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Insights & Solutions

Tool
March 2020 Tool
Understanding the personal abilities and unique challenges faced by aging individuals, especially those living with Alzheimer’s disease and other dementias, better equips design teams to create supportive care and living spaces. Changes that can be credited to dementia are noticeably different from the changes typical of normal aging, but both can occur at the same time. 
Executive Summary
February 2020 Executive Summary
Learn about: the personal abilities and unique challenges faced by aging individuals, including those living with Alzheimer’s disease and other dementias, how thoughtful design can reduce stress associated with declining physical abilities, memory loss, and care provision.
Webinar
June 2018 Webinar
This webinar explores how the Children’s Hospital of Philadelphia pursued a vision to develop a new pediatric patient care unit: one that would meet the requirements and licensure of an acute care unit, but would provide a safe and supportive environment for patients with a comorbid developmental, behavioral, or psychiatric diagnosis. 
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Lessons Learned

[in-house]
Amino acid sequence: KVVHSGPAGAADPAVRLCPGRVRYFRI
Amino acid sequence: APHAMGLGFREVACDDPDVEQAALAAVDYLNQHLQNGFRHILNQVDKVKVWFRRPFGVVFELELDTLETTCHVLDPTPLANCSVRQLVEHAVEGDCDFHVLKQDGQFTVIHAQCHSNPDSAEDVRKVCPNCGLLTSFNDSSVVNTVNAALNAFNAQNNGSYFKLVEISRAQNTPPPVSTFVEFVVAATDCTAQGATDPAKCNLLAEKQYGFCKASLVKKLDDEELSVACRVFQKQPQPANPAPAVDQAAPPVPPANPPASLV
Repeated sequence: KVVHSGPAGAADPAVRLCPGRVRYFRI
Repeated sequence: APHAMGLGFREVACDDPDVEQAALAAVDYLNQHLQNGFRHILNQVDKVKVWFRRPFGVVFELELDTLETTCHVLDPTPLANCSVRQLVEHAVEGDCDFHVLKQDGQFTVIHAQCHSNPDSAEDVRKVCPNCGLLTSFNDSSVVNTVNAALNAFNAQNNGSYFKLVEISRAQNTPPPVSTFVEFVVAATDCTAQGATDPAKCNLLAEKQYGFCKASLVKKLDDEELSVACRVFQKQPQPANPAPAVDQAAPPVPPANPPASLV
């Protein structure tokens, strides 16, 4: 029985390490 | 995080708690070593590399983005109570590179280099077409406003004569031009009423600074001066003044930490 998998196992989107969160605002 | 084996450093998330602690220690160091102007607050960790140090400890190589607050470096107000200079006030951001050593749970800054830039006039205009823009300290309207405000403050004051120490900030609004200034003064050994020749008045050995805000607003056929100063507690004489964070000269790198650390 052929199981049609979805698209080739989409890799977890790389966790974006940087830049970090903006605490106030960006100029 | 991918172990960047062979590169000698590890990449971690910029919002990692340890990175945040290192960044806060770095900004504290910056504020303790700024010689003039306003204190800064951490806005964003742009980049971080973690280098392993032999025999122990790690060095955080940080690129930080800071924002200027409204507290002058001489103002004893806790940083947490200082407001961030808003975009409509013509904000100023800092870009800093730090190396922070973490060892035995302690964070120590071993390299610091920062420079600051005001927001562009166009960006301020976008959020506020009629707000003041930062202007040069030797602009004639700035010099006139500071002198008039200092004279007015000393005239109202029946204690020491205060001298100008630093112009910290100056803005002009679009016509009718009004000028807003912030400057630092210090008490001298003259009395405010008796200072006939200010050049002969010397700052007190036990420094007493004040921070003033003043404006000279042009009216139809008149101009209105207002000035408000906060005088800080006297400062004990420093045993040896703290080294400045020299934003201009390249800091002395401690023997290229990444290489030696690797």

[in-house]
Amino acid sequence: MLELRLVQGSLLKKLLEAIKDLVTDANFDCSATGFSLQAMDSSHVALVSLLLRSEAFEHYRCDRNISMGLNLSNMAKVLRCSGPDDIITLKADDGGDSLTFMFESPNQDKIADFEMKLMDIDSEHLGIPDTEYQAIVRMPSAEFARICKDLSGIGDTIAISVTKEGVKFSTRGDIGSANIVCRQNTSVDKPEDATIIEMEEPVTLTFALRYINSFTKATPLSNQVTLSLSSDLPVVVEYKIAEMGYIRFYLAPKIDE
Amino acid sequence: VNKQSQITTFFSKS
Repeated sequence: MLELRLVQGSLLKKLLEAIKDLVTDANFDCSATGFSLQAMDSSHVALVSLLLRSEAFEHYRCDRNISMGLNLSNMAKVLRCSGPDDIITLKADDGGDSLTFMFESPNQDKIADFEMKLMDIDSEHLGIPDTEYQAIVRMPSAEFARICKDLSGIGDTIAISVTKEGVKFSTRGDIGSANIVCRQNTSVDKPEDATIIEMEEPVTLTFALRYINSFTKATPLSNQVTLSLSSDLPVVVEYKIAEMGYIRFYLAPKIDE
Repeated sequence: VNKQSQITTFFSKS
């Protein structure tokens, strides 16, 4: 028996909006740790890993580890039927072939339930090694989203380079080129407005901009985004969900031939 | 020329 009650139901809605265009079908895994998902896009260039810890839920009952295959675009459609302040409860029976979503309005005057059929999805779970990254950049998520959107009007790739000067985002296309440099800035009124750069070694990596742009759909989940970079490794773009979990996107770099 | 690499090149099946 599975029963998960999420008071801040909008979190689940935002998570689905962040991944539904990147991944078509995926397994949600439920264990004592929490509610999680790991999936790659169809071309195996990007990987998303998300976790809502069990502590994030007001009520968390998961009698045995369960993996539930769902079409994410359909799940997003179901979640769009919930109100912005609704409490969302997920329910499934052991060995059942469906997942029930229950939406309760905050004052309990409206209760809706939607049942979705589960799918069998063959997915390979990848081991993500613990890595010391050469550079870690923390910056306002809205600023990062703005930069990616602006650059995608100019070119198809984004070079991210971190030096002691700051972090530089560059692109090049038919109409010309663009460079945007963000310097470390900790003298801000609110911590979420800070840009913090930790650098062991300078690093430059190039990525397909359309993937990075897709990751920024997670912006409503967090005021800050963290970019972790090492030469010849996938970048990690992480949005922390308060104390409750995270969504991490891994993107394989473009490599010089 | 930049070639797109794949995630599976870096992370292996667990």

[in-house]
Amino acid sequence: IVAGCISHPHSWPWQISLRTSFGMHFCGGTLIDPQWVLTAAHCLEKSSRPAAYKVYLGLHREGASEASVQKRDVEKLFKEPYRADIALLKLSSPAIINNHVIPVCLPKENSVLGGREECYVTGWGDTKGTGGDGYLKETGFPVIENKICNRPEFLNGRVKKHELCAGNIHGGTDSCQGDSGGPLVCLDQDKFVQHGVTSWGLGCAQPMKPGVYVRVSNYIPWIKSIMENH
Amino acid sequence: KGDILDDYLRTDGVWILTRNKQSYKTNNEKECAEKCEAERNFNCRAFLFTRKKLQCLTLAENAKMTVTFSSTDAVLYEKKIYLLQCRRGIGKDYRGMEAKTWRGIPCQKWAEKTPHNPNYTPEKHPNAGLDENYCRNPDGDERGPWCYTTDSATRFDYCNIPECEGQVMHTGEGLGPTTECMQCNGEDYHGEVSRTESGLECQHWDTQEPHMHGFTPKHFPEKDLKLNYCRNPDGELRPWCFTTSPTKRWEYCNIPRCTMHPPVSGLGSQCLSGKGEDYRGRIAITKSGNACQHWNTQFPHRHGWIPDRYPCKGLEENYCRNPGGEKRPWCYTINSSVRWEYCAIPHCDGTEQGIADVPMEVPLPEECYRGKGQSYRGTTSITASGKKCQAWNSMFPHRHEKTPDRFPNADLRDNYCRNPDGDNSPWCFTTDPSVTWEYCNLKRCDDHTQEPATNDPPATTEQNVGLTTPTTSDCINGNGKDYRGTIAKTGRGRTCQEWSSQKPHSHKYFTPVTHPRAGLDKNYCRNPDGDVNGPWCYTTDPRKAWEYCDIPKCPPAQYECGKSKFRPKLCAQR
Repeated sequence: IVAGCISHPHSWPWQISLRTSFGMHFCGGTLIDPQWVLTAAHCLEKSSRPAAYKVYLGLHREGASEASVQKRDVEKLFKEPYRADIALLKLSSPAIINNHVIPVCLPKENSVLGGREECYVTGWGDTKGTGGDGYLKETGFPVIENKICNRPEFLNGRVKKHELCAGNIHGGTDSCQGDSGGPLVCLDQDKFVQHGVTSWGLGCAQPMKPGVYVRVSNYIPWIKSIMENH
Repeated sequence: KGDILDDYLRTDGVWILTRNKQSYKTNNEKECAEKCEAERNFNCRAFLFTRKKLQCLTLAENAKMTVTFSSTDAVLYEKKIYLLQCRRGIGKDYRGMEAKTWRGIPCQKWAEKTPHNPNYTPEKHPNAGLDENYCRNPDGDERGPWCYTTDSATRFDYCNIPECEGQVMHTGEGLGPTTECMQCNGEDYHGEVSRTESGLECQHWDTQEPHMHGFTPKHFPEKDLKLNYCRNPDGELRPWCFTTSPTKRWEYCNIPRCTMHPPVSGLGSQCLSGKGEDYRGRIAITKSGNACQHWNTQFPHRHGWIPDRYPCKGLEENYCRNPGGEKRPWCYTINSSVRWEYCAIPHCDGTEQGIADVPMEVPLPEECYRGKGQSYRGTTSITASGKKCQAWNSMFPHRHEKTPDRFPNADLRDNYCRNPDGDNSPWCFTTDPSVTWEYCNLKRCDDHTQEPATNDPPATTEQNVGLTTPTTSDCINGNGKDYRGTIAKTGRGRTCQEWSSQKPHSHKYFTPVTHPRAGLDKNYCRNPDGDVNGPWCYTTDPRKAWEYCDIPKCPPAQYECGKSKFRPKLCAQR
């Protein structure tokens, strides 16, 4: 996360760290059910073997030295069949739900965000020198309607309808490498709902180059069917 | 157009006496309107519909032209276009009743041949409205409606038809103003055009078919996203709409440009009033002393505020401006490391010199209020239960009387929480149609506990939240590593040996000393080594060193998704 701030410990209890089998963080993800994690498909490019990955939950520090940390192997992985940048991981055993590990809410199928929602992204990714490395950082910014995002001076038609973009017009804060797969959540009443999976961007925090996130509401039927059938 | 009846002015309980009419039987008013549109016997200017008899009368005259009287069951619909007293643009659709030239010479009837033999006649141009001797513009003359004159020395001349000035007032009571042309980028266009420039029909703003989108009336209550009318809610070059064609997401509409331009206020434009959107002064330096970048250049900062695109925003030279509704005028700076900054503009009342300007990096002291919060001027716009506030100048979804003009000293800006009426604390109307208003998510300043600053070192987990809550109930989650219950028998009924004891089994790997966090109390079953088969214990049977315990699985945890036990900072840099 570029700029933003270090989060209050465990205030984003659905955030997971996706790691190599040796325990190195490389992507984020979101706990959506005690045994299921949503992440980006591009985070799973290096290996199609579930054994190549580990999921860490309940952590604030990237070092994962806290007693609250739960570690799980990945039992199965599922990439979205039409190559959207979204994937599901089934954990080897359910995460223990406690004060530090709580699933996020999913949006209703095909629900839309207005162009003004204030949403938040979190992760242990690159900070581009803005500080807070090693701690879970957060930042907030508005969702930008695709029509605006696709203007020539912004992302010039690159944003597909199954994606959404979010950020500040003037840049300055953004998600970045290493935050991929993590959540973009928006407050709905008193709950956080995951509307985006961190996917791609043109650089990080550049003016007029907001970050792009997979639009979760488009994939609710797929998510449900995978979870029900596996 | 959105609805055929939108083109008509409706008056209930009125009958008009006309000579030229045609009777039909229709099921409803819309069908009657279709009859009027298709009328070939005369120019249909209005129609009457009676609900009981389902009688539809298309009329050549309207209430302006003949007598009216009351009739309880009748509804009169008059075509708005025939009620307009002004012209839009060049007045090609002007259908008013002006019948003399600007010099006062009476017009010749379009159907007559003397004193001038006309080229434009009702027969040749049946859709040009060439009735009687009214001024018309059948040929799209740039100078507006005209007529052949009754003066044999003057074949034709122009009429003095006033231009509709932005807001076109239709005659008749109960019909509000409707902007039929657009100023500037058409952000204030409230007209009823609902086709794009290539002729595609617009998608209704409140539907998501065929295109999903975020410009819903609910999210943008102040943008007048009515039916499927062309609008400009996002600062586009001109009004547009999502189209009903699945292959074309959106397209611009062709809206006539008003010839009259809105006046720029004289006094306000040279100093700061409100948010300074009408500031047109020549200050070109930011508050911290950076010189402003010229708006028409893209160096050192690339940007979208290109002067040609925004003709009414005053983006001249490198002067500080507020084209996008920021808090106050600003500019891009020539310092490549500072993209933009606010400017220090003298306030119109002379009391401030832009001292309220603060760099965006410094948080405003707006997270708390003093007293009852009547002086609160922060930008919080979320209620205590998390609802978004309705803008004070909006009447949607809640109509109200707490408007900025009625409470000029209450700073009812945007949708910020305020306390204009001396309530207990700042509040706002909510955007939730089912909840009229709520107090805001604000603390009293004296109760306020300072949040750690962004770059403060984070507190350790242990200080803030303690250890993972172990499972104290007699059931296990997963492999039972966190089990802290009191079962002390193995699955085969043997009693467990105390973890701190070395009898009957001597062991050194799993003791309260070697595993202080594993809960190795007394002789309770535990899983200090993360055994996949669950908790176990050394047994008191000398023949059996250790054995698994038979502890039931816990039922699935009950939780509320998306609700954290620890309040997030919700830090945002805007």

April 2017 Lessons Learned
The following are compiled from research literature, case studies, interviews, and other materials to provide an overview on the topic of aging populations.  
Tool
June 2018 Tool

Healthcare is provided in a variety of settings, from a person’s home to outpatient clinics, to the hospital. While the settings and specific design elements may differ across the continuum of care, the objectives of safety, efficiency, satisfaction, and high quality care remain constant. This set of interactive diagrams provides a link between the evidence base, design strategies, and desired outcomes – in a visually intuitive and actionable format.

Blog
April 2015 Blog

In today’s demanding healthcare marketplace, your design choices need to do double duty. They need to reflect your mission to prevent the transmission of germs in your facility while also incorporating a patient-centered care approach to help people feel at home in your units. But this raises a serious question: Can safety and comfort co-exist? The answer is a resounding “yes.” Many modern facilities are finding creative ways to integrate both missions seamlessly so patients and staff reap the full benefits.